On 18 February 2013, Mandiant released a report exposing one of China's cyber espionage units. The group, which Mandiant calls APT1, is one of the most prolific we track in terms of the sheer quantity of information it has stolen. The scale and impact of APT1′s operations compelled us to write the report and release more than 3,000 Indicators to help organizations defend against APT1's tactics. The report linked APT1 to a unit within China's People's Liberation Army and received widespread attention from the media and from the U.S. government.
Three months later, Mandiant has observed a decrease in APT1's operations. However, we can confirm that APT1 continues cyber espionage operations against targeted computer networks. While Mandiant's APT1 report seems to have affected APT1 operations, APT1 is still active using a well-coordinated and well-defined attack methodology against a wide set of industries -- with a discernible post-report shift towards new tools and infrastructure.
Mandiant's report and the simultaneous release of 3,000+ indicators hindered APT1's operations by causing the group to retool and change some operational methodology. Since the report, APT1 has stopped using the vast majority of the infrastructure that was disclosed with the release of the indicators. However, APT1 maintained an extensive infrastructure of computer systems around the world, and it is highly likely that APT1 still maintains access to those systems or has utilized those systems to establish new attack infrastructure in the last three months.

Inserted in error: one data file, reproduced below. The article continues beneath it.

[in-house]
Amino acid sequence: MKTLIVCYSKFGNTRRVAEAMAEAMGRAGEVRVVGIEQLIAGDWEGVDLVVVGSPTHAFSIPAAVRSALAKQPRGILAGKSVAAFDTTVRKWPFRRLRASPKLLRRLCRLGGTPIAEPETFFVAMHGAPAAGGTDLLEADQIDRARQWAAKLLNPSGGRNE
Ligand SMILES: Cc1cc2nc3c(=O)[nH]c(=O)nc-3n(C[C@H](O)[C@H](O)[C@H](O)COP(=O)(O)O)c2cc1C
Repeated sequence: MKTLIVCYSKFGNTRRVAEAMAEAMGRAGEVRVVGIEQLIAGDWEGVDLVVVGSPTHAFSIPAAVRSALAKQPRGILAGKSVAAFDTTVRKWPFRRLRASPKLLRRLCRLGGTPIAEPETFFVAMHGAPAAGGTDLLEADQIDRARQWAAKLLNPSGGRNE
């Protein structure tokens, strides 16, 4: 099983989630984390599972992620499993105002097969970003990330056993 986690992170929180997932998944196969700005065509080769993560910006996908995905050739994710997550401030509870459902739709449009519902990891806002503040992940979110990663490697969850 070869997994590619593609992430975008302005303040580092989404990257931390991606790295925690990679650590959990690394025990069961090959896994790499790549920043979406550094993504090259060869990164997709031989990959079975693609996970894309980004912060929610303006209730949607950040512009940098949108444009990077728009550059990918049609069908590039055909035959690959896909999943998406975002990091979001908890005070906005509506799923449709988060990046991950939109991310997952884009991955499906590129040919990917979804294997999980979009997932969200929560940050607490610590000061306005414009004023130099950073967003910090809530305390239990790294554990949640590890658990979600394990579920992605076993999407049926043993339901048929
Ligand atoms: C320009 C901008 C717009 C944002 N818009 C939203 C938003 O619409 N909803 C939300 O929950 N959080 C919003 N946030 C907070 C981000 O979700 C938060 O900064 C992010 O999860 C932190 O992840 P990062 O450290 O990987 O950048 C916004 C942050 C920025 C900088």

One thing that has not changed is the activity level of many of the 20+ Advanced Persistent Threat (APT) groups of suspected Chinese origin that Mandiant tracks. These groups are still very active and Mandiant has observed no significant changes in their operations after the release of the APT1 report. These groups also conduct cyber espionage campaigns against a broad range of victims and, based on Mandiant's observations, they were not directly affected by the release of the Mandiant APT1 report.
The discovery and attribution of APT1 to China's 2nd Bureau of the People's Liberation Army (PLA) General Staff Department's (GSD) 3rd Department (Military Unit Cover Designator 61398) also elevated the public dialogue about cyber espionage and the theft of intellectual property to a level not seen before. President Obama's National Security Advisor, Thomas Donilon, said that cyber espionage has moved to the "forefront" of the US agenda in its relationship with China and called for the Chinese Government to stop the hacking and to join an international process for limiting economic espionage.
Congress is taking action as well. Earlier this month, Senators Levin, McCain, Coburn and Rockefeller introduced S. 884, the Deter Cyber Theft Act, which would require the Government to publish an annual report listing foreign countries that engage in economic espionage and block imports from those countries made with stolen technologies. This bill is designed to be that next step not only to "name and shame" the bad actors but also to punish them economically.
The subject of Chinese attacks, such as those conducted by APT1, seems poised to stay front and center on the diplomatic agenda where, according to the New York Times, it will be a "central issue in an upcoming visit to China by President Obama's national security adviser, Thomas Donilon."